The bitter conflict that led to the departure of the top two executives at Wichita, Kan., public TV station KPTS in 1996 has not yet been put to rest.
A leader of the staff rebellion, Candyce P. (Candy) Hoop, and her onetime assistant, Som P. Chanthabouly, filed suits in federal court May 7, , charging that the station fired them in retribution for expressing workplace grievances three years ago.
Though Kansas law allows plaintiffs to specify only damages “in excess of $75,000” in such lawsuits, the two former KPTS staffers are actually going for more than $1 million apiece, said one of their attorneys, Frank Kamas.
Gloria Flentje, attorney for the station, gave the boilerplate response: “The station believes the cases are without merit and will defend itself vigorously.”
The suits name not only KPTS but also the ousted longtime managers, interim and current presidents, and past and present board chairmen.
While current President Don Checots has pictured KPTS as a station that is bettering itself and getting on with its business, Hoop and Chathabouly said the board and Checots perpetuated hard feelings.
Hoop, formerly the station’s underwriting salesperson, was the most vocal of the 17 full-time staff members (out of 24 total) who in 1996 asked the KPTS Board to alleviate the “hostile atmosphere” created by Vice President Jim Lewis and defended by President Zoel Parenteau. The local press reported allegations of abusive behavior by Lewis and quoted a staff petition citing “patterns of relentless nastiness, intimidation and obscenities” [earlier articles]. Within six weeks Lewis quit and Parenteau took early retirement.
In the view of interim President Paul Longhofer, it was Hoop who kept the bitterness alive. In his January 1997 employee evaluation of Hoop he said she “appears to have so much anger that she cannot let it drop.” The plaintiffs allege that management branded Hoop as a “troublemaker.”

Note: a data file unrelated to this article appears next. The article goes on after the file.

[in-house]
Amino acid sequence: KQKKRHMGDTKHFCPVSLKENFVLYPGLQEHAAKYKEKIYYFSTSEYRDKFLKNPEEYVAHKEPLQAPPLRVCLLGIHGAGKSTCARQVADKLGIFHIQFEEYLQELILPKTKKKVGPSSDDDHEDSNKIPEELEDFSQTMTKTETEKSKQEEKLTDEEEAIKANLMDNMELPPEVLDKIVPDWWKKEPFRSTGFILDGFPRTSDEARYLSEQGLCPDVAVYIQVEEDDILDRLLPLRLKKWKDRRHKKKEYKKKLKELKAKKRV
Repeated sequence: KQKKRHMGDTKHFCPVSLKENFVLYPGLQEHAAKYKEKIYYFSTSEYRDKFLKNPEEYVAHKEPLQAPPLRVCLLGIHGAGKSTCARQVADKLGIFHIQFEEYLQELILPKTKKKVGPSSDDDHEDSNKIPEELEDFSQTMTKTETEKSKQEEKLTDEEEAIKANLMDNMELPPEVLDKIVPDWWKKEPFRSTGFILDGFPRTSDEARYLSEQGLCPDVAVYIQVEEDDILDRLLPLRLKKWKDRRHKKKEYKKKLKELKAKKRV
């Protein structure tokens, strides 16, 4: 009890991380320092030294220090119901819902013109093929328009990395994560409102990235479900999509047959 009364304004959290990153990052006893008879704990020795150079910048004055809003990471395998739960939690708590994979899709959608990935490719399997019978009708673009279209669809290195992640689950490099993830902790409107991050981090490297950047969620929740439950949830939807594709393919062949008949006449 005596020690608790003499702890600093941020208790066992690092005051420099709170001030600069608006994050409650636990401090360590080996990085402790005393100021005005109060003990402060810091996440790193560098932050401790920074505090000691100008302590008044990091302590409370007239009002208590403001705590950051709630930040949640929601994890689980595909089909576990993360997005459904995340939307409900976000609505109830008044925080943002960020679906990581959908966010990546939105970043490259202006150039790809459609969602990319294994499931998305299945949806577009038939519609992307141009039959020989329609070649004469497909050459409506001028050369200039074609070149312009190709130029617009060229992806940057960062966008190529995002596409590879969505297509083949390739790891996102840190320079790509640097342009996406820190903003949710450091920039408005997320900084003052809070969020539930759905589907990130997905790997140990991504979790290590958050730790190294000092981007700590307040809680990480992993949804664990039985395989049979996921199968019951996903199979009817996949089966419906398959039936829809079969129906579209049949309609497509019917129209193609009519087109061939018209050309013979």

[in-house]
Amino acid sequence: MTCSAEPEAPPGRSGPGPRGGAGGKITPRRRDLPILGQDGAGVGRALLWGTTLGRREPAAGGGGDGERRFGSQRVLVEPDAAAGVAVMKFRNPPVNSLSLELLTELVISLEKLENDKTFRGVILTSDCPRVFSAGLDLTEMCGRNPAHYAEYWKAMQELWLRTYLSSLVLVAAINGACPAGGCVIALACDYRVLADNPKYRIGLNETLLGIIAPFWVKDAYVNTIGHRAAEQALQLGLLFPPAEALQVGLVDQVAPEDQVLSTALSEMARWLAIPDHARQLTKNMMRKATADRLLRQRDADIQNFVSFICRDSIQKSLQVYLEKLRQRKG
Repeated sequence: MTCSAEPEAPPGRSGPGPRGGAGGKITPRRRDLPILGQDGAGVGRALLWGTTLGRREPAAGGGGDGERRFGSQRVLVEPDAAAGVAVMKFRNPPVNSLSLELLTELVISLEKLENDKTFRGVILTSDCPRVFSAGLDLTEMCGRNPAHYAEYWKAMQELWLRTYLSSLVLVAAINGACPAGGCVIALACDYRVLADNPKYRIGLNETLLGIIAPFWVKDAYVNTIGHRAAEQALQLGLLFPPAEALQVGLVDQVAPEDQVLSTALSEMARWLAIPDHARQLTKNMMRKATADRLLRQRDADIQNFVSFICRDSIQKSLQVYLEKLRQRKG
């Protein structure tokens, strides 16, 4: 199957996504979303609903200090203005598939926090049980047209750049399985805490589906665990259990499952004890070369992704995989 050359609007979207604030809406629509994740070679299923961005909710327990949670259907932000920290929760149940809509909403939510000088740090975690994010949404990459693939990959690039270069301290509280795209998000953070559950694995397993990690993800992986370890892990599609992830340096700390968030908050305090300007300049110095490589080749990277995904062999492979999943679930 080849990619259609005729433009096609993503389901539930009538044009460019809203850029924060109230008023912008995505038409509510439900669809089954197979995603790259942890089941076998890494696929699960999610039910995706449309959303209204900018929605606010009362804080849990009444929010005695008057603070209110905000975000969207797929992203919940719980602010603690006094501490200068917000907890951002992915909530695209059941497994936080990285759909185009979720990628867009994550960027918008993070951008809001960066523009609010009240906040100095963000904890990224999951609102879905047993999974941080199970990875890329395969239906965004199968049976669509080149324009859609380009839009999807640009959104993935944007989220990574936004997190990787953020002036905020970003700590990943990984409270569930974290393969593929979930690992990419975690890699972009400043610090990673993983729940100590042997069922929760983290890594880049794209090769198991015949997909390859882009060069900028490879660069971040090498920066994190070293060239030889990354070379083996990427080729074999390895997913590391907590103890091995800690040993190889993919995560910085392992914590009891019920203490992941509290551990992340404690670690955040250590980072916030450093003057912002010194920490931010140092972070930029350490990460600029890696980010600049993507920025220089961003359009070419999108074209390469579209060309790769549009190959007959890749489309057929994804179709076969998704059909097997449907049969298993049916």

Checots, who has been KPTS president since January 1997, was travelling and not available for comment on the suit. But he did talk with Current last year, while Hoop and Chanthabouly were pursuing Kansas Human Rights Commission complaints against KPTS. In January 1999 an investigation by the commission found there was probable cause for complaint, permitting them to file suit.
Checots said in 1998 he was shocked when he read what had happened between Lewis and Parenteau and their staff. “It was totally uncalled for,” he said, “probably on both sides.” He said he’d keep employees who make “a positive impact” on the station’s services. “It has nothing to do with retaliation.”
Checots noted earlier that KPTS was making “probably 75 cents per viewer” from underwriting–Hoop’s department–while similar stations make $2 per viewer.
But Kamas contends that the KPBS Board hired Checots with the understanding that he would “get rid of certain people.” In February 1997 he announced he would eliminate the position of Carl Chance, the production v.p., who signed the original letter to board Chair Norma Tucker in 1996. Chance was fired and escorted from the building in April 1997, Chanthabouly wrote in her human rights complaint. Checots eliminated Hoop’s department in August 1997, and Hoop was escorted from the building. In September the station eliminated Chanthabouly’s job, she wrote. “I then left before they could escort me out of the building.”
In 1999, the FCC Mass Media Bureau denied the two former employees’ objections and granted the renewal of KPTS’s license.